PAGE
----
Sweet Side of Life Part 2
By Renee Hughes • May 30th, 2011 • 5083 Views
Now that you’ve have a chance to digest the science behind the glycemic index (click to read Part 1), I hope you're ready for another generous serving. I’m always asked by the dietary do-gooders I know for tips on what to eat. My advice is to think of eating as the ultimate sport, with you as the primary player armed with knowledge and practice as your strategies of choice. This is especially true when it comes to the glycemic index, so put your game face on and get ready to play!
Let’s tackle the knowledge component first. I may be stating the obvious, but to eat a low GI diet, you must incorporate low GI starches, fruits, vegetables, and low fat dairy products into your meals regularly. It is generally recommended that you choose one low GI food per meal. This means substituting basmati rice for instant or choosing pumpernickel rather than traditional white bread. For all you spaghetti lovers, cook your pasta to firm (al dente) rather than soft as overcooking causes starch molecules to swell which increases its GI value. If pasta isn’t your thing, you may want to consider eating low GI grains such as barley and couscous or legumes like lentils and chickpeas.
In case you’re concerned, please rest assured that eating a low GI diet does not mean you’ll constantly feel hungry. In fact, there are a few tricks you can use that will help you stay the course of the day without feeling famished. Many of you may know that protein – the stuff iron pumping athletes swear by – helps to keep you fuller longer. This is because protein slows the rate at which food empties from the stomach into the small intestine thereby releasing sugar into the bloodstream at an even pace. This slower rate means that you are more likely to feel satisfied throughout the day (thanks to steady blood sugar levels) and less likely to reach for that guilt inducing, after lunch pick-me-up. What many of you may not know is that dietary fat has a similar slowing effect in the body. Therefore, consuming low GI foods in conjunction with foods that are high in protein and contain a moderate amount of healthy, unsaturated fat will help reduce cravings while keeping you revved up and ready to tackle your day.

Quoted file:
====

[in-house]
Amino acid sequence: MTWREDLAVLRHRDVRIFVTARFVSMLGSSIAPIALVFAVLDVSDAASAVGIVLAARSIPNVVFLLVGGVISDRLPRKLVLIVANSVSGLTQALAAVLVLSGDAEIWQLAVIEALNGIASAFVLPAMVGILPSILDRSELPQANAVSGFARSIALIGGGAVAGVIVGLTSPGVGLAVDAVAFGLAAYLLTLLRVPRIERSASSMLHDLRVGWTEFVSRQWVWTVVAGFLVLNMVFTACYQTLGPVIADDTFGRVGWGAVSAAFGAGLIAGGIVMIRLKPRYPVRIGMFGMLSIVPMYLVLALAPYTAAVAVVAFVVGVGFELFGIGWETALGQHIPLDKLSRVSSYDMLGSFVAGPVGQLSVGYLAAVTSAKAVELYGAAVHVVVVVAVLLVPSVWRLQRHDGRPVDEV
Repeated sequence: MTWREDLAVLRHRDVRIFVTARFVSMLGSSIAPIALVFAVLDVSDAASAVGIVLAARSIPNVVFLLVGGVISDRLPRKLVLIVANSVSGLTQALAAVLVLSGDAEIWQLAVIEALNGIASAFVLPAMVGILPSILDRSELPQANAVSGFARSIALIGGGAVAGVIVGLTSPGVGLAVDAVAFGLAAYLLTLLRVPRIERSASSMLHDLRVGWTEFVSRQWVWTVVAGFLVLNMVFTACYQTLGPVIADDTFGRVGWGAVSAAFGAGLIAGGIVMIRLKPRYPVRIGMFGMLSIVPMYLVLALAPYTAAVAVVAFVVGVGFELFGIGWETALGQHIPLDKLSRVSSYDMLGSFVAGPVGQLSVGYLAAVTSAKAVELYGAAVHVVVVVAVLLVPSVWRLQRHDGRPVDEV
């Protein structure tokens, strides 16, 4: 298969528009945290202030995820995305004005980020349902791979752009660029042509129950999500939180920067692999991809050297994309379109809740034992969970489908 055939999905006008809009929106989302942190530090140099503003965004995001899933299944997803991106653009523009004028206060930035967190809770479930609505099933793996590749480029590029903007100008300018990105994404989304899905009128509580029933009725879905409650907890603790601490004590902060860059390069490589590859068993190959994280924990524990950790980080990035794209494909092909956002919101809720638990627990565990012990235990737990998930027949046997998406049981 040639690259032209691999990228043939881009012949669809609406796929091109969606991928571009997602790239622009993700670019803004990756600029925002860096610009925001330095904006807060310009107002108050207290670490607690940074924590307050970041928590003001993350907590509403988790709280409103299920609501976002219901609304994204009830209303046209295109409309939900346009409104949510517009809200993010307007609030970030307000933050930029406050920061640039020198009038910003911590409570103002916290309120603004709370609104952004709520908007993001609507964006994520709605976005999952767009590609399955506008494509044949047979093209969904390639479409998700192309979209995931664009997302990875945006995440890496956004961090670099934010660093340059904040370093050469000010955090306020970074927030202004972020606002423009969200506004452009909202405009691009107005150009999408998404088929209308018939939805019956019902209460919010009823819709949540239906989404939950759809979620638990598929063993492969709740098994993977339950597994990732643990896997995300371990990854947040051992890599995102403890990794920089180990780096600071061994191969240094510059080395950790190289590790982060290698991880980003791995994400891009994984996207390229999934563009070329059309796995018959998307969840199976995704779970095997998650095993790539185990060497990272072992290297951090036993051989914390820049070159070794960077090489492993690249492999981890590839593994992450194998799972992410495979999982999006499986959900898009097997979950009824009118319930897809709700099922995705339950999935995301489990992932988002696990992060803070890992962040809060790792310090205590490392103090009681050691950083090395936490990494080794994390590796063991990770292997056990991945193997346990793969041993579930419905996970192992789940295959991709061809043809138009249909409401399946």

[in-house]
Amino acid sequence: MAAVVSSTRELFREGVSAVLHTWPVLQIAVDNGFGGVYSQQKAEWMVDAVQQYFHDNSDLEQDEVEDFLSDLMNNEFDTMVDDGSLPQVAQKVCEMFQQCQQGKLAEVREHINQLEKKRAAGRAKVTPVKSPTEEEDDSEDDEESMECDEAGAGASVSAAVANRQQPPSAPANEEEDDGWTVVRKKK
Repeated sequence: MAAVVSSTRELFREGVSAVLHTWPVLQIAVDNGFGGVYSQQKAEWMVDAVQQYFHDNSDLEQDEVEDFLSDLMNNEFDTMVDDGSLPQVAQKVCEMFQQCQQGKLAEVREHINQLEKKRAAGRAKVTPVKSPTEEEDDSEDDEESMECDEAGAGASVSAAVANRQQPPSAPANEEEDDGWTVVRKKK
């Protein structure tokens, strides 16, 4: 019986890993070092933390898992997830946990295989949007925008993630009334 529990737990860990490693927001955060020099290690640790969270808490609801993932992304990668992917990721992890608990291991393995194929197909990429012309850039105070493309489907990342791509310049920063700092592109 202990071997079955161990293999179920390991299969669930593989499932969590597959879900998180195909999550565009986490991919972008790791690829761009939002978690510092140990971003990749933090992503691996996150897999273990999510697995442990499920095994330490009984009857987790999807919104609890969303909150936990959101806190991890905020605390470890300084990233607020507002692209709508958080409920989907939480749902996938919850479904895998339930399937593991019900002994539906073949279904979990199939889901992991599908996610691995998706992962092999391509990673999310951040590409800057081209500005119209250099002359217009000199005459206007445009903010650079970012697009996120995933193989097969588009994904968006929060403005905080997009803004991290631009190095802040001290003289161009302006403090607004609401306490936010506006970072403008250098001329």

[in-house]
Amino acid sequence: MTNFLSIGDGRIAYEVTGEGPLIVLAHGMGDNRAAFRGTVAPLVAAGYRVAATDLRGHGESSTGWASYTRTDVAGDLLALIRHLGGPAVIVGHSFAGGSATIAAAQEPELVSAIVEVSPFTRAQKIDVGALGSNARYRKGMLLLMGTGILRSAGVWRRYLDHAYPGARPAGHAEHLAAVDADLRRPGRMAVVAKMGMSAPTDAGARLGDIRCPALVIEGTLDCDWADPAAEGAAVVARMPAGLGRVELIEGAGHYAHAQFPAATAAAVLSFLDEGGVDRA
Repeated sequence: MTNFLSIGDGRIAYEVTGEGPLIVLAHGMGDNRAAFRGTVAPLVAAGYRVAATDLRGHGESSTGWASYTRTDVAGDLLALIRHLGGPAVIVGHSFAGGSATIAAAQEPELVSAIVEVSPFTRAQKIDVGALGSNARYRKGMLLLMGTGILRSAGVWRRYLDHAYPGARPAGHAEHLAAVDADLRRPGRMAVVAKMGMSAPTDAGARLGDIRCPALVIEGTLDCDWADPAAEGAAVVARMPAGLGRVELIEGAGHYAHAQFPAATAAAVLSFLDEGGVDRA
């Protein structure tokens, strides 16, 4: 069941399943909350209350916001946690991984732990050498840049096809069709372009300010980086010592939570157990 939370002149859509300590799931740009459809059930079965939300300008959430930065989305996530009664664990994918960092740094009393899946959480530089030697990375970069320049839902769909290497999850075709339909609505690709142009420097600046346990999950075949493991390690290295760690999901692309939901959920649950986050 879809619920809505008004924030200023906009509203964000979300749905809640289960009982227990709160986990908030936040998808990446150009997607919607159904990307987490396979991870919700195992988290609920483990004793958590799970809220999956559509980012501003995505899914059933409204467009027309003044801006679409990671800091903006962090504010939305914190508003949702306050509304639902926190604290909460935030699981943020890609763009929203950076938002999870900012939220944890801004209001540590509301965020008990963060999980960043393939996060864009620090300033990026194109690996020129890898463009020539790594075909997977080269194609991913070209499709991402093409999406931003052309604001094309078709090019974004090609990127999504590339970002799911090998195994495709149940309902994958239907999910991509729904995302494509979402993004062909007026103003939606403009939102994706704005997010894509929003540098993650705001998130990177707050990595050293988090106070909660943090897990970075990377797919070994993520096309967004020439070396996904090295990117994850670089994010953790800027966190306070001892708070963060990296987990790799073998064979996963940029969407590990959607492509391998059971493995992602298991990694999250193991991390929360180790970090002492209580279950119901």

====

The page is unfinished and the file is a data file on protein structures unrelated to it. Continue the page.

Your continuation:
Surprisingly, acid content in foods may also help to manage your cravings...
Nutrition, Eating for Energy, glycemic index, health tips, healthy diet, healthy eating, best foods for health